Rising temperatures and changing rainfall may benefit the Culex quinquefasciatus mosquito, a carrier of West Nile virus. Credit: CDC/Jim Gathany
Barack Obama and Mitt Romney tussled over energy production during last night’s presidential debate, but both candidates were disappointingly silent on an inextricably linked issue: climate change.!--/end tags-->
Photograph courtesy of Ove Topfer
When explaining why I don’t eat beef, pork, or chicken, despite the tempting aroma of a barbequed burger or bacon sizzling on the stove, I say that it’s better for the environment to abstain. But what, exactly, does that mean?!--/end tags-->
Photograph courtesy of Alexander Khodarev/SXC.hu
Power plants that burn one of our most polluting fuel sources, coal, are shutting down because of natural gas prices, market conditions, and decrease in demand— and more of them may be closed in the next decade than originally predicted.
It’s official. We’re going to be seeing a lot more wildfires in the coming years, and they’re going to be a lot hotter. A study released last Wednesday concluded that the over-the-top fire season that we’ve seen this year may soon be the new normal.!--/end tags-->
Martin Hamel from the University of Nebraska Lincoln received a text from his airboat mechanic on a Monday morning—there had been a large fish kill on the Platte River, a waterway that winds its way through Nebraska and past towns such as Louisville and Ashland. The next day, Hamel’s fears were confirmed. He and a team of others found the bodies of sturgeon and other fish spread across the muddy bottom of what had once been a flowing river.
The drought that has spread across most of the United States has not only affected crops; it’s also affected wildlife. Fish and other river-dwelling species, some of them listed as endangered, have suffered the most with higher temperatures and lower flow rates.!--/end tags-->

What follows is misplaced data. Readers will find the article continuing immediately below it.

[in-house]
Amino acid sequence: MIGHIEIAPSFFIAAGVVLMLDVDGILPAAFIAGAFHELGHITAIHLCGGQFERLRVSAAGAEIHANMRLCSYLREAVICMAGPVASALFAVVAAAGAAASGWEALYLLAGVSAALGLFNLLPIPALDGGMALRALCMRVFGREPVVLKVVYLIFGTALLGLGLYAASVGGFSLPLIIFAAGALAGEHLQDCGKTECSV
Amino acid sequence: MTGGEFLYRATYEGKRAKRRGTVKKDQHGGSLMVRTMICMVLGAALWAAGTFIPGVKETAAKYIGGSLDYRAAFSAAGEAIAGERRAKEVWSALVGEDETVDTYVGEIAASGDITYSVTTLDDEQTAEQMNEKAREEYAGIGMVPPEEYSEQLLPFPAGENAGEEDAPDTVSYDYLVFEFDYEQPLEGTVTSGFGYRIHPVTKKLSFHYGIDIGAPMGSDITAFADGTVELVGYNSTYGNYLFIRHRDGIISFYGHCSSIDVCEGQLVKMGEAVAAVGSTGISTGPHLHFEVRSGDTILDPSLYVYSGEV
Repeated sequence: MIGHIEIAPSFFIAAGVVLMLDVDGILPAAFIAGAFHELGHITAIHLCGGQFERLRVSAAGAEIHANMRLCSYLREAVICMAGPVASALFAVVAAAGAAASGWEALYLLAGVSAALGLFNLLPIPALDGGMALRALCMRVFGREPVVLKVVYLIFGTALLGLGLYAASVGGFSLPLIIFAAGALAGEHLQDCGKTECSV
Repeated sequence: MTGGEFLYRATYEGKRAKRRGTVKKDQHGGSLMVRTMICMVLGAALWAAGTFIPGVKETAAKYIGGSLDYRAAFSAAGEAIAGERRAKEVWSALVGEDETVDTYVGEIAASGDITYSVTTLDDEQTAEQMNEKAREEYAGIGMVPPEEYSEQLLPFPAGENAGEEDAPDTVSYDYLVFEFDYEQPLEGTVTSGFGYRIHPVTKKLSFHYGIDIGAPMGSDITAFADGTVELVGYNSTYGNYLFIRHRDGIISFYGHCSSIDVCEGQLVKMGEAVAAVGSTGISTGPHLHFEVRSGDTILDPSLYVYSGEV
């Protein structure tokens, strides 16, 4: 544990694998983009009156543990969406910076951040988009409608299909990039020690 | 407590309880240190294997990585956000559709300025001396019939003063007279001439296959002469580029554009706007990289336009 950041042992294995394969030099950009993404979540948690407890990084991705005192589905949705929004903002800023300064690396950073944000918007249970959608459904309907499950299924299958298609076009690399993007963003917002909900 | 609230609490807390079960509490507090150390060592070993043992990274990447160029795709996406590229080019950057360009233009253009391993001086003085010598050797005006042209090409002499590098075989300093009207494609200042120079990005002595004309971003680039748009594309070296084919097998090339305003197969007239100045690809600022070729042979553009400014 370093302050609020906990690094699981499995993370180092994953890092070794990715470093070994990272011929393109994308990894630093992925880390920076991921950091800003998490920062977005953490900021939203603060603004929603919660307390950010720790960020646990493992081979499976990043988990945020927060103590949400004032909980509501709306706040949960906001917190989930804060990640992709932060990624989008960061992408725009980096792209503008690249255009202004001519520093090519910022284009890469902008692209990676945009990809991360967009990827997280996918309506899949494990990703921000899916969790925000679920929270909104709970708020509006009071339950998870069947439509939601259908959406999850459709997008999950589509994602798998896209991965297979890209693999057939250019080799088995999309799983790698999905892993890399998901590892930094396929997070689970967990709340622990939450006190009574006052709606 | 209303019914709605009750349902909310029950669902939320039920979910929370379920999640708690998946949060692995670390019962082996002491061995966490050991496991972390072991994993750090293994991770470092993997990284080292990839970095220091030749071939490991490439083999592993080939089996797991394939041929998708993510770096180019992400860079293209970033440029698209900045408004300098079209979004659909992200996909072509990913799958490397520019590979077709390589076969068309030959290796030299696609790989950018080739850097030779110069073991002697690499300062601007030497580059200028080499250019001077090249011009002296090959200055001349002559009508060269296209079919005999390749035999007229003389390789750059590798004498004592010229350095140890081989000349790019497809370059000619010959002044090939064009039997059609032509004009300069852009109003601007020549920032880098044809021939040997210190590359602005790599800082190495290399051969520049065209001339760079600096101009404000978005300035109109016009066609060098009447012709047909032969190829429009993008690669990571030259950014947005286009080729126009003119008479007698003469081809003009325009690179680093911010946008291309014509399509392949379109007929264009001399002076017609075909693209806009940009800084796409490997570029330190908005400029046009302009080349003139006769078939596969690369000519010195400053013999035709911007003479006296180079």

As temperatures bake much of the United States and the nationwide drought continues, crops wither and fish die. But they aren’t the only ones suffering from the blazing summer. Birds are also trying to keep their cool. But they don’t sweat like humans, or even pant like dogs; instead, they have a variety of unique adaptations to help beat the heat.
Coral reefs are home to millions of species, including octopi, parrotfish, eels, worms, and even parasitic crustaceans named after Bob Marley. But the bizarre and beautiful species that call coral home are at risk from bleaching—the creeping whitening of a reef usually caused by increased water temperatures. Thankfully, most reefs will escape bleaching this summer, according to a new update from NOAA.!--/end tags-->
Keystone XL isn’t the only pipeline conservationists are worried about. Pipelines that transport water—not oil or gas—are also a concern. These conduits could actually make water resources less reliable in the future, eventually taking a toll on the communities that both fund and depend on the projects, a new NRDC report finds.